The Celtic languages (usually pronounced but sometimes )〔(【引用サイトリンク】title=American Heritage Dictionary. Celtic: kel-tik, sel )〕 are descended from Proto-Celtic, or "Common Celtic"; a branch of the greater Indo-European language family.〔''The Celtic languages:an overview'', Donald MacAulay, The Celtic Languages, ed. Donald MacAulay, (Cambridge University Press, 1992), 3.〕 The term "Celtic" was first used to describe this language group by Edward Lhuyd in 1707.〔Cunliffe, Barry W. 2003. ''The Celts: a very short introduction.'' pg.48〕
Modern Celtic languages are mostly spoken on the north-western edge of Europe, notably in Ireland, Scotland, Wales, Brittany, Cornwall, and the Isle of Man, and can be found spoken on Cape Breton Island. There is also a substantial number of Welsh speakers in the Patagonia area of Argentina. Some people speak Celtic languages in the other Celtic diaspora areas of the United States,〔("Language by State – Scottish Gaelic" ) on ''Modern Language Association'' website. Retrieved 27 December 2007〕 Canada, Australia,〔("Languages Spoken At Home" ) from Australian Government ''Office of Multicultural Interests'' website. Retrieved 27 December 2007; G. Leitner, Australia's Many Voices: Australian English--The National Language, 2004, pg. 74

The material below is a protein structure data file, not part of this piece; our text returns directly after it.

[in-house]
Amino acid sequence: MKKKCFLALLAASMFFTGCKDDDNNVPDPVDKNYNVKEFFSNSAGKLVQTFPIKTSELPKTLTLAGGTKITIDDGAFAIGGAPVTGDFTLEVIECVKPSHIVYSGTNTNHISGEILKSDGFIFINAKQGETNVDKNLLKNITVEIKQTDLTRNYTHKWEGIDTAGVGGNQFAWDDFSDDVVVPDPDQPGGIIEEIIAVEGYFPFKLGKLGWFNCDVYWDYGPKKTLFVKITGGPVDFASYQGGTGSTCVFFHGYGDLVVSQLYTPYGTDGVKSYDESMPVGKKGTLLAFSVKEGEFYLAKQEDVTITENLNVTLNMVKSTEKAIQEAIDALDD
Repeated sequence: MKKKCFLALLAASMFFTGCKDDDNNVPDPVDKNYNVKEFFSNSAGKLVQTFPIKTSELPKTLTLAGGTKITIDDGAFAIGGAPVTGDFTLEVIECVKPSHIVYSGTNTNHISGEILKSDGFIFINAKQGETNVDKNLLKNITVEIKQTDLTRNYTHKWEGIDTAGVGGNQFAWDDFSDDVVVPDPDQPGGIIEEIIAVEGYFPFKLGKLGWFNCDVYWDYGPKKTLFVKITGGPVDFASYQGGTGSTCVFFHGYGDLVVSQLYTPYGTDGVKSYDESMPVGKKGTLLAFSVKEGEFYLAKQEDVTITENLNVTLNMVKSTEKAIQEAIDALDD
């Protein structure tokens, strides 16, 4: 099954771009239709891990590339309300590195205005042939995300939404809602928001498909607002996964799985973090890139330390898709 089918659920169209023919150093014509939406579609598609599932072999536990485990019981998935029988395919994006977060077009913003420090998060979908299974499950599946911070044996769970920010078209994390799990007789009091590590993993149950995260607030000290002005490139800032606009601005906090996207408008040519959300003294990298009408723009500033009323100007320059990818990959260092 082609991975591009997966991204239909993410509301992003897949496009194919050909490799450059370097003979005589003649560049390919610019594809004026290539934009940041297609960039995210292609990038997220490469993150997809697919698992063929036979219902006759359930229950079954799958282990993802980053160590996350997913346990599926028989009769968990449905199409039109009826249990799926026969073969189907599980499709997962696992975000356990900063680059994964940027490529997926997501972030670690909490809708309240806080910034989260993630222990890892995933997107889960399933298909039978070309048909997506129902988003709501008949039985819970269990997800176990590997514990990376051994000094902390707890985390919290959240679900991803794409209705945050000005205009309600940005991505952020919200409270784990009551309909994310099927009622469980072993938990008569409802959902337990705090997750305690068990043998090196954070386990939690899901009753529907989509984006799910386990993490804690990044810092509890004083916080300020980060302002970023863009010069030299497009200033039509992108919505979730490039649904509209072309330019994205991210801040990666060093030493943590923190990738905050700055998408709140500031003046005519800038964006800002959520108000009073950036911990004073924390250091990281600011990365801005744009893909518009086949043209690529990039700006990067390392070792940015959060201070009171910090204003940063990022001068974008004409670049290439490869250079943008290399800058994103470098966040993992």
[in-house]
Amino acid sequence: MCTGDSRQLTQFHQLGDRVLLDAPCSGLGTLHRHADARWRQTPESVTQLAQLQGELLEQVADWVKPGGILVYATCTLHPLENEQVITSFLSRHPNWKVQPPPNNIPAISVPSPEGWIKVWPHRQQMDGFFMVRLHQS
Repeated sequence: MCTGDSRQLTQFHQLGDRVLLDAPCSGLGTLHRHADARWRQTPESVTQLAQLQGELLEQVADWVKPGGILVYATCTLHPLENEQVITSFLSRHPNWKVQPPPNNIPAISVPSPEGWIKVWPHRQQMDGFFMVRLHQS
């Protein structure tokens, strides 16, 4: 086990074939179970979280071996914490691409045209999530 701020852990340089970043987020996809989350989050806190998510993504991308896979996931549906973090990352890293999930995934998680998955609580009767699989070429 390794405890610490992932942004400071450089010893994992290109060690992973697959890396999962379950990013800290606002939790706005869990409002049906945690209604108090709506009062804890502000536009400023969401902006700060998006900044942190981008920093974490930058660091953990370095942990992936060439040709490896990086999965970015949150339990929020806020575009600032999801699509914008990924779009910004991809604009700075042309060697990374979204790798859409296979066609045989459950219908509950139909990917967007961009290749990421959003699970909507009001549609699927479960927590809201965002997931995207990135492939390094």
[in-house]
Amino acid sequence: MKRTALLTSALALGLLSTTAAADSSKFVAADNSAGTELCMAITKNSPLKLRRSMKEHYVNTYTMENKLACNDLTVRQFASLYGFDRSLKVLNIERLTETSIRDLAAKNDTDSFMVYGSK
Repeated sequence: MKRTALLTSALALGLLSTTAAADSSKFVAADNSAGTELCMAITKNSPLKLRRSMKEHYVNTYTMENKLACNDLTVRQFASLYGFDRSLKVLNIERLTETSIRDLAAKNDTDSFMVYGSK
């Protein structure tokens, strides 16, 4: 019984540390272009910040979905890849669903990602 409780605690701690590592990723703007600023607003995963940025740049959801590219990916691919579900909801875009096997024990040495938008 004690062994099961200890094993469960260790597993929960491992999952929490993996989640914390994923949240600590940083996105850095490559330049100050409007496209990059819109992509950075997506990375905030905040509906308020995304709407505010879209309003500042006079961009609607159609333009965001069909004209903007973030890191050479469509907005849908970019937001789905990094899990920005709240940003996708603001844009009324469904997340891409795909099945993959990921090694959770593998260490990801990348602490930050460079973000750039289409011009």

〕 and New Zealand.〔(Languages Spoken:Total Responses ) from Statistics New Zealand website. Retrieved 5 August 2008〕 In all these areas, the Celtic languages are now only spoken by minorities though there are continuing efforts at revitalisation. Welsh is the only Celtic language not classified as "endangered" by UNESCO.
During the 1st millennium BC, they were spoken across much of Europe, in the Iberian Peninsula, from the Atlantic and North Sea coastlines, up to the Rhine valley and down the Danube valley to the Black Sea, the northern Balkan Peninsula and in central Asia Minor. The spread to Cape Breton and Patagonia occurred in modern times.
SIL Ethnologue lists six "living" Celtic languages, of which four have retained a substantial number of native speakers. These are the Gaelic languages (i.e. the Irish language and Scottish Gaelic - both descended from Old Irish), and the Brittonic languages (i.e. Welsh and the Breton language - both descended from Old Brittonic).
The other two, Cornish and Manx, were spoken into modern times but later died as spoken community languages.〔(【引用サイトリンク】url=http://www.magakernow.org.uk/index.aspx?articleid=38590#Revival )〕 For both these languages, however, revitalisation movements have led to the adoption of these languages by adults and children and produced some native speakers.
Taken together, there were roughly one million native speakers of Celtic languages as of the 2000s.〔(【引用サイトリンク】title=Celtic Languages )〕 In 2010, there were more than 1.4 million speakers of Celtic languages.
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